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How Much Distance Should You Have from your Disaster Recovery Site?


Assigning the correct distance to a disaster recovery site seems like a bit of a “solve for x” word problem from algebra class:

Jesse’s primary production center is in Y. He wants a disaster recovery plan that is X miles away, one that is reachable by his staff, has separate power supplies, utility services and redundant network paths. Yet this location should not be situated in the same geographic path of the disaster.

How many miles away should Jesse’s DRM be? Solve for X.

An additional challenge is there are no constants: the values for each company are different, even when you compare your disaster recovery plans to those in the office suite across the hall.

So how do you solve for X? How much distance should you have?

Variables to Consider in Identifying the Correct Distance

Gartner research cites the following considerations for good site selection:

  1. Has separate power supplies
  2. Utility services
  3. Location situated outside the geographic path of natural disasters
  4. Redundant network paths
  5. Reachable by staff

At Peak 10, we encourage our clients to:

  1. Prioritize a separate and stable power grid over whether or not the site is reachable by your staff. The beauty of the cloud is that you can be 50 or hundreds of miles away.
  2. Also consider compliance, as that may dictate how far you can go.

98-99% of our clients at least want to be out of the facility – a 50 mile minimum is a good rule of thumb.

Company-centric challenges to evaluate

  1. Again, compliance plays a role – specifically, HIPAA and PCI certifications.
  2. Also consider what kind of DR site you need: a “warm” site or an active/active one.
  3. How much capacity to failover. While 100% failover sounds ideal, there’s a cost attached. As a cost-savings measure, some clients identify key systems: accounting, billing, compliance, etc. Many companies failover only 30-50% for this reason.
  4. How much legacy hardware you have.
  5. Business needs

How a good managed services partner can enable you to solve for X in DR

  1. Guide you through all the above variables
  2. Help you identify a good distance for a second site location
  3. Help you identify a decision-maker to lead DRM
  4. Ask disclosure questions that may not have been considered regarding compliance, legacy applications, external email, security, and cost-saving measures
  5. Exercise your DR plan regularly.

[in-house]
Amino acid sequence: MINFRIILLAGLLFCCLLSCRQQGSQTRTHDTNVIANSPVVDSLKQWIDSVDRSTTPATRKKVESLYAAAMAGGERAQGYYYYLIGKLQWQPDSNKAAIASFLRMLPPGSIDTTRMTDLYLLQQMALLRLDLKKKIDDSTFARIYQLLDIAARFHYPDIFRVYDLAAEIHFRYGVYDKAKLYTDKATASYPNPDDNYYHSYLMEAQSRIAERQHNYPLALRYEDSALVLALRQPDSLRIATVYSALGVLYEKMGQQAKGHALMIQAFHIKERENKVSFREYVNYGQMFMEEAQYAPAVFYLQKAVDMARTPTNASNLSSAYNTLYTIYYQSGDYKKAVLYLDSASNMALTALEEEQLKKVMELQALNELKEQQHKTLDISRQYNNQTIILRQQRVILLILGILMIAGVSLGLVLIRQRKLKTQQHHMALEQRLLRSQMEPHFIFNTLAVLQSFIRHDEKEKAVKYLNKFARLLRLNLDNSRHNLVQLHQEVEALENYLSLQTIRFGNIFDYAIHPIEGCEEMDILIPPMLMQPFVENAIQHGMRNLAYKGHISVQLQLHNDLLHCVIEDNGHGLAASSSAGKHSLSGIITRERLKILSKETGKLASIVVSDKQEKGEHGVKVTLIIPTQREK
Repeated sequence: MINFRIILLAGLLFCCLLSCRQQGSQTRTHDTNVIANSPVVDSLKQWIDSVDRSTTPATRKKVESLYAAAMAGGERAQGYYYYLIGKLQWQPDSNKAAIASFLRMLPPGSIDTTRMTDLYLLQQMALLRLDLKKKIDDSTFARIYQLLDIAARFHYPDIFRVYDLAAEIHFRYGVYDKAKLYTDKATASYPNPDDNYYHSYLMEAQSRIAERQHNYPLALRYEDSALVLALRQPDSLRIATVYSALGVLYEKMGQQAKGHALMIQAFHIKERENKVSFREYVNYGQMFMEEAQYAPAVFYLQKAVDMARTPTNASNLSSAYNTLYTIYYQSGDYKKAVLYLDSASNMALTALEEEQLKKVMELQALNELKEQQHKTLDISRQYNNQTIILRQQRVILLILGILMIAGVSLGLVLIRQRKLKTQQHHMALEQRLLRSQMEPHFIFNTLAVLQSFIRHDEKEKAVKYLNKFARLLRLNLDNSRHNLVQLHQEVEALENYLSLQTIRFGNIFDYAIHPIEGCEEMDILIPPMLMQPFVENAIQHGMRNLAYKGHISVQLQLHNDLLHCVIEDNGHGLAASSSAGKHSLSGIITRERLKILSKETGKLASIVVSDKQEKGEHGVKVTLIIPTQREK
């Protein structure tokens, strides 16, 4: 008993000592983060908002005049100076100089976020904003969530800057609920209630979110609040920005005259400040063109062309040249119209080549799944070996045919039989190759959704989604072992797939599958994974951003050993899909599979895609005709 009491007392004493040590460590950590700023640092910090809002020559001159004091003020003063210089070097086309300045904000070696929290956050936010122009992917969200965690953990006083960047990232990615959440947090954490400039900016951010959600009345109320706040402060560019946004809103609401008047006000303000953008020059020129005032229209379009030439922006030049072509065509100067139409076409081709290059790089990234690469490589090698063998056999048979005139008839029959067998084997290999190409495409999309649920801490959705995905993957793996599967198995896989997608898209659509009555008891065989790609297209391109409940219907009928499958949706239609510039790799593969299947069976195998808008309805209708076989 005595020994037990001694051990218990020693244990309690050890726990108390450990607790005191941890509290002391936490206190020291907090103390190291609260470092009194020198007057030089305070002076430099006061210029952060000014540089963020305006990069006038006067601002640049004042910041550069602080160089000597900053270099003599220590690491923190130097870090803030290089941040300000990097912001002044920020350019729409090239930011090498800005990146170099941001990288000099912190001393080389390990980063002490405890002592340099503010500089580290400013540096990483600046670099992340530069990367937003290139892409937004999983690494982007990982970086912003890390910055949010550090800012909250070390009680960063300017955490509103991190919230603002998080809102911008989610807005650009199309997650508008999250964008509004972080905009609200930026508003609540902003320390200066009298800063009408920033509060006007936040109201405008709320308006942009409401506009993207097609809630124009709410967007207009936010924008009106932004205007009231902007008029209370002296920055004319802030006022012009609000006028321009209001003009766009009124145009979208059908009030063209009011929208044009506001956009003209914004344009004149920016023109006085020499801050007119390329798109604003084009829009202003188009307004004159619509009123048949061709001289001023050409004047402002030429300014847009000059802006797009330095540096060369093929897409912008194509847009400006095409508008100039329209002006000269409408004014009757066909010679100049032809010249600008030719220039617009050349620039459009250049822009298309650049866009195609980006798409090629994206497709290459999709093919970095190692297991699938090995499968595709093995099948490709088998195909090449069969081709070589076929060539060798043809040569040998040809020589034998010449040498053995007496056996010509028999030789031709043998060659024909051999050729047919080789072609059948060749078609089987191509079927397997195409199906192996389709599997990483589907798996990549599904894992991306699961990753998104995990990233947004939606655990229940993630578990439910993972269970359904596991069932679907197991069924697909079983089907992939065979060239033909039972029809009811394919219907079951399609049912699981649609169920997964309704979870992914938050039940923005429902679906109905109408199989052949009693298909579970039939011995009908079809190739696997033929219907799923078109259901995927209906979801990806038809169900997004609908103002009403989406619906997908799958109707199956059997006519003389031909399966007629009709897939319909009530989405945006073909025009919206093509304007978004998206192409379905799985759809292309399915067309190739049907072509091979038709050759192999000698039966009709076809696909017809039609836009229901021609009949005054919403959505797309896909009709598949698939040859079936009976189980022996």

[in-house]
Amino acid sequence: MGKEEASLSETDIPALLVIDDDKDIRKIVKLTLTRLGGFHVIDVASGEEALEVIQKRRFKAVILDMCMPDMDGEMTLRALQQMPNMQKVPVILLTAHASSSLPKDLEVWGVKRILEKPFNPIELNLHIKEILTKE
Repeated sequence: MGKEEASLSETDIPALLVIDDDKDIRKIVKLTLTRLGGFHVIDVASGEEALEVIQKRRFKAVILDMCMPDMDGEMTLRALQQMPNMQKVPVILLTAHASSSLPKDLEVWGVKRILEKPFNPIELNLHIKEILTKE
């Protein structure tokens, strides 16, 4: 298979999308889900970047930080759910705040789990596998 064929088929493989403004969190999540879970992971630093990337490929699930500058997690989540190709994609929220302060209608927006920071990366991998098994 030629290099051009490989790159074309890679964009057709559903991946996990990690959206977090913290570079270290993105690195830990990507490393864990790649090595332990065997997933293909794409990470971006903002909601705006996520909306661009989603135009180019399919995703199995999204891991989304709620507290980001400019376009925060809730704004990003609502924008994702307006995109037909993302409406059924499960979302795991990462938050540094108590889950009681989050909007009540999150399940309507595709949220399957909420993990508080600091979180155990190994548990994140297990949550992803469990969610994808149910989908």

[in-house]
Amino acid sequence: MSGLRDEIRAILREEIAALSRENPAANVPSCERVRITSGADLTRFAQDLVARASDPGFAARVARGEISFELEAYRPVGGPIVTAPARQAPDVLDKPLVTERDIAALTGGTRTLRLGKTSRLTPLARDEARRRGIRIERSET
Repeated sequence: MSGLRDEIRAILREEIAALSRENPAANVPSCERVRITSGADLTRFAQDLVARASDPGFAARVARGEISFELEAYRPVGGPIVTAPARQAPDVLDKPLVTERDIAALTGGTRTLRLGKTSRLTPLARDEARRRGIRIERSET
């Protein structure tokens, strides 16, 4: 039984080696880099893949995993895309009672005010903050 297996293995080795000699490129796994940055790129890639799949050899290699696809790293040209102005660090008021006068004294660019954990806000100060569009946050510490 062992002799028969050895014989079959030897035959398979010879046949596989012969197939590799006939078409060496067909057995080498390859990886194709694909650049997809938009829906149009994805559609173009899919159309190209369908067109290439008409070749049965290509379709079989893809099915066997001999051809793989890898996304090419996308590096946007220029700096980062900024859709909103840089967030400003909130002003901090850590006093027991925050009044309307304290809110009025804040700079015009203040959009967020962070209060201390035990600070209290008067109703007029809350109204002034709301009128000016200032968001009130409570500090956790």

Partnering with a grounded and collaborative disaster recovery provider who knows your challenges can give you a much-needed, independent POV when you need it most: during a disaster. They can help you weigh the variables in calculating the correct distance for your DR site, provide you with alternatives in terms of location, cost, or capacity, and be a true partner on the road to restoration.

Successful failover is only half the equation

A successful failover site is only half the equation: The other half is designing a successful failback strategy, because failover is not a permanent state. Successful failback commences once failover is achieved, and even in the best of scenarios, that’s usually a stressful time.

If failover is algebra, failback is closer to calculus, because failback largely depends on the engagement that caused activation of your disaster plan. In some cases, you can’t failback to the original production site, so decisions must be made quickly, so it’s also important to know whether your DR provider’s mission is to obtain your production workload, or whether they’re a true partner who prioritizes your objectives over their own.

The good news is when you’re in the cloud, whether the subject is failover or failback, you’ve always got a failsafe in the event of disaster. You’ve studied, you’ve run drills, and you’re in great shape to get an A in math.

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About Peak 10

"Our values are the foundation for everything we do at Peak 10, and are ultimately what enable us to earn our customers' business and their trust."
David H. Jones,
Board Member, Peak 10 + ViaWest